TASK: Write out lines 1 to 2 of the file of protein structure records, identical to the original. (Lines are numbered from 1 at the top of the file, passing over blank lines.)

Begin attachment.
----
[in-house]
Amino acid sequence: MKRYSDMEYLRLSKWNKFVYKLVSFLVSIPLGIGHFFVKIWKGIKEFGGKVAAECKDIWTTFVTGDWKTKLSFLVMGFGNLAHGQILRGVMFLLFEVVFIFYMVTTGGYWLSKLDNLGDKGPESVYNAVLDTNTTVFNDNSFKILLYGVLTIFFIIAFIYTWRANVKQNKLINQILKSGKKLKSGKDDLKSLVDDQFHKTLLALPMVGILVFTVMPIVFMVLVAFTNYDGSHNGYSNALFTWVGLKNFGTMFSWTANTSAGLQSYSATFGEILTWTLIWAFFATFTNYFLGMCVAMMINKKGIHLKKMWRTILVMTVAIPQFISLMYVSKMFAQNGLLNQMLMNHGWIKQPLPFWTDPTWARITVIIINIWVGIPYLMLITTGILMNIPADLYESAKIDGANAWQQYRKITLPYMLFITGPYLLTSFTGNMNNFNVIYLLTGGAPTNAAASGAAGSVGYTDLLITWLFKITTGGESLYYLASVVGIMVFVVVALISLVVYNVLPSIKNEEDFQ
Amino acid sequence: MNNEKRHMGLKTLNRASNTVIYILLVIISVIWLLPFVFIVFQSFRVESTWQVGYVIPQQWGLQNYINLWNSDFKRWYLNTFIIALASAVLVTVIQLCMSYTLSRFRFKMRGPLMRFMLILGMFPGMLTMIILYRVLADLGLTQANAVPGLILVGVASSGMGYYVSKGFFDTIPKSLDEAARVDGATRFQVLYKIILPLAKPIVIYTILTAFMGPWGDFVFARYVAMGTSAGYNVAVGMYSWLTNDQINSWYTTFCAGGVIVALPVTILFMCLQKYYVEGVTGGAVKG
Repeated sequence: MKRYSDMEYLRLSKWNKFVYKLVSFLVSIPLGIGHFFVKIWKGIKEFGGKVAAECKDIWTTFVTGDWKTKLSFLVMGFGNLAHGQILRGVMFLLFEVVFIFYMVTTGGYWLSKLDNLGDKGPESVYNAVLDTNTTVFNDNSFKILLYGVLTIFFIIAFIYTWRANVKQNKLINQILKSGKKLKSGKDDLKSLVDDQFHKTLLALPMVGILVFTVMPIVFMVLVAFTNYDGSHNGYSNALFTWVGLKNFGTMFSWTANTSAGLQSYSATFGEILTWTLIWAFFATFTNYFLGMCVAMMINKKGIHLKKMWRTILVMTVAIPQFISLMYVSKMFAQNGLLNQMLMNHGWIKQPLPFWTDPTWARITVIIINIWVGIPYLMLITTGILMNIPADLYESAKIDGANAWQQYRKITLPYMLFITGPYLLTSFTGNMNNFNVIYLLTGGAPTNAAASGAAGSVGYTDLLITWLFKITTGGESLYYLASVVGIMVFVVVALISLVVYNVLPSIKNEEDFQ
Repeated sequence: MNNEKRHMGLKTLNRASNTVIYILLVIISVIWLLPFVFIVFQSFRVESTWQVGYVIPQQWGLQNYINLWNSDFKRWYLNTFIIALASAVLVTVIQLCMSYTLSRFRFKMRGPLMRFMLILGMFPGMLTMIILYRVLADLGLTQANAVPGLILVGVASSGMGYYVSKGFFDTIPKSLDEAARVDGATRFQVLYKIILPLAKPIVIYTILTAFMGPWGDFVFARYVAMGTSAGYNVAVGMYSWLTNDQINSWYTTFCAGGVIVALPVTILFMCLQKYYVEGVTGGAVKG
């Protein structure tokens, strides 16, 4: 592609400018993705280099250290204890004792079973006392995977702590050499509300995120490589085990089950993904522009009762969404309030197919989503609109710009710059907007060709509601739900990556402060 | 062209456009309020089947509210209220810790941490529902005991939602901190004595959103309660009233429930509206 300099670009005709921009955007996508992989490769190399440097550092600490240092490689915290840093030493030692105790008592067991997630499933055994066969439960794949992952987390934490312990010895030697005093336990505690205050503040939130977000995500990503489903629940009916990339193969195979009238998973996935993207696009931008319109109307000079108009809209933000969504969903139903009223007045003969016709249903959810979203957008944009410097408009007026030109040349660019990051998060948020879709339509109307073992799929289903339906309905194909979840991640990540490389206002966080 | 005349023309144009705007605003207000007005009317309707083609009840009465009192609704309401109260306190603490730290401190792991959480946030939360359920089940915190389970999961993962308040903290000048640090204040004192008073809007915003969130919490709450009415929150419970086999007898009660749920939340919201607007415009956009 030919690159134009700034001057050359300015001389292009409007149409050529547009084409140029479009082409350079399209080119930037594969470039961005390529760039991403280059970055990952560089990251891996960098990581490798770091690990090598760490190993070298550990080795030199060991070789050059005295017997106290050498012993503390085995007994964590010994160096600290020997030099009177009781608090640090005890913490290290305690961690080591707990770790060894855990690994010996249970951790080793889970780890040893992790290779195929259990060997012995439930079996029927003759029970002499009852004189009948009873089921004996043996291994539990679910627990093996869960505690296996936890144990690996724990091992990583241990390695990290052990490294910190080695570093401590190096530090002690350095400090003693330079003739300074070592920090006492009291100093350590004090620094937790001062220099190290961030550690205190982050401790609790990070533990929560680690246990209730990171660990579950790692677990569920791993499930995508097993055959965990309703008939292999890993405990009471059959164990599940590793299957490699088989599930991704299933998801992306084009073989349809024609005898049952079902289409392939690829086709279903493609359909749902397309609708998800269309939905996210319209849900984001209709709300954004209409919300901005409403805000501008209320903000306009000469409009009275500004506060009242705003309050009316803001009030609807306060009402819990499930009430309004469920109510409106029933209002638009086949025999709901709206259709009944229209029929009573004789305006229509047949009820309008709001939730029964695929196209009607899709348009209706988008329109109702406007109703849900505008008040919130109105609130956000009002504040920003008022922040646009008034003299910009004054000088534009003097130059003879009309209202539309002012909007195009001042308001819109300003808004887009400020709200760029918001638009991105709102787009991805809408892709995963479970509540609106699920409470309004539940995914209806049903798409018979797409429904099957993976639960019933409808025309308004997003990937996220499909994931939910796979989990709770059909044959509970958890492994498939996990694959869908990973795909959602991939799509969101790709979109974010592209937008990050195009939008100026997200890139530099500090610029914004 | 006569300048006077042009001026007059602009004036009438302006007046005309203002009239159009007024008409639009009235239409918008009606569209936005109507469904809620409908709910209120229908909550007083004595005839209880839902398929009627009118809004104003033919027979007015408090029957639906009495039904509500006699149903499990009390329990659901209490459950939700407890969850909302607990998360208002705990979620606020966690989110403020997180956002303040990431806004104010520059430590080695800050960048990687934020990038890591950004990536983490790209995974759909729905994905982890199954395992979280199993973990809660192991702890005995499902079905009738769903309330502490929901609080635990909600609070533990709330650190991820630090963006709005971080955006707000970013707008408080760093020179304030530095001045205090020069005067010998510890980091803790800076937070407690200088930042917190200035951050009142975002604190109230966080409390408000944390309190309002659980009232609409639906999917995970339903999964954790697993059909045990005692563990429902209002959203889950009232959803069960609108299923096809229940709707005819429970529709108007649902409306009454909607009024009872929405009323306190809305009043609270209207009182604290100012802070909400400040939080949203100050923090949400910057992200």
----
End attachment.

[in-house]
Amino acid sequence: MKRYSDMEYLRLSKWNKFVYKLVSFLVSIPLGIGHFFVKIWKGIKEFGGKVAAECKDIWTTFVTGDWKTKLSFLVMGFGNLAHGQILRGVMFLLFEVVFIFYMVTTGGYWLSKLDNLGDKGPESVYNAVLDTNTTVFNDNSFKILLYGVLTIFFIIAFIYTWRANVKQNKLINQILKSGKKLKSGKDDLKSLVDDQFHKTLLALPMVGILVFTVMPIVFMVLVAFTNYDGSHNGYSNALFTWVGLKNFGTMFSWTANTSAGLQSYSATFGEILTWTLIWAFFATFTNYFLGMCVAMMINKKGIHLKKMWRTILVMTVAIPQFISLMYVSKMFAQNGLLNQMLMNHGWIKQPLPFWTDPTWARITVIIINIWVGIPYLMLITTGILMNIPADLYESAKIDGANAWQQYRKITLPYMLFITGPYLLTSFTGNMNNFNVIYLLTGGAPTNAAASGAAGSVGYTDLLITWLFKITTGGESLYYLASVVGIMVFVVVALISLVVYNVLPSIKNEEDFQ